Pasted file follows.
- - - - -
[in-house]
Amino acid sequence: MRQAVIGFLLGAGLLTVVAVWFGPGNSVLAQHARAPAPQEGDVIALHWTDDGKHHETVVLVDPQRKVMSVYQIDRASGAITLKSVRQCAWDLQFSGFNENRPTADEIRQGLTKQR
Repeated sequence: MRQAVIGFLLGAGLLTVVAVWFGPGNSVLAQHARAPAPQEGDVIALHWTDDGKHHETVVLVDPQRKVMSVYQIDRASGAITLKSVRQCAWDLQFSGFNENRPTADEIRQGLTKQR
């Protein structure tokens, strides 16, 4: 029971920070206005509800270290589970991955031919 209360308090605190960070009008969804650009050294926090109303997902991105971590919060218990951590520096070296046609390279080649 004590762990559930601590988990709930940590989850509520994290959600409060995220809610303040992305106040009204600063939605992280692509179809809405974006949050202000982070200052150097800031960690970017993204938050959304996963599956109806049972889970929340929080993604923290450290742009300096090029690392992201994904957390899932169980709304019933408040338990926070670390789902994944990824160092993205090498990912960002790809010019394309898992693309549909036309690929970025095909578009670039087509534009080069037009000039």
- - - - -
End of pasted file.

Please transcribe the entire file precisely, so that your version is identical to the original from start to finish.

[in-house]
Amino acid sequence: MRQAVIGFLLGAGLLTVVAVWFGPGNSVLAQHARAPAPQEGDVIALHWTDDGKHHETVVLVDPQRKVMSVYQIDRASGAITLKSVRQCAWDLQFSGFNENRPTADEIRQGLTKQR
Repeated sequence: MRQAVIGFLLGAGLLTVVAVWFGPGNSVLAQHARAPAPQEGDVIALHWTDDGKHHETVVLVDPQRKVMSVYQIDRASGAITLKSVRQCAWDLQFSGFNENRPTADEIRQGLTKQR
């Protein structure tokens, strides 16, 4: 029971920070206005509800270290589970991955031919 209360308090605190960070009008969804650009050294926090109303997902991105971590919060218990951590520096070296046609390279080649 004590762990559930601590988990709930940590989850509520994290959600409060995220809610303040992305106040009204600063939605992280692509179809809405974006949050202000982070200052150097800031960690970017993204938050959304996963599956109806049972889970929340929080993604923290450290742009300096090029690392992201994904957390899932169980709304019933408040338990926070670390789902994944990824160092993205090498990912960002790809010019394309898992693309549909036309690929970025095909578009670039087509534009080069037009000039």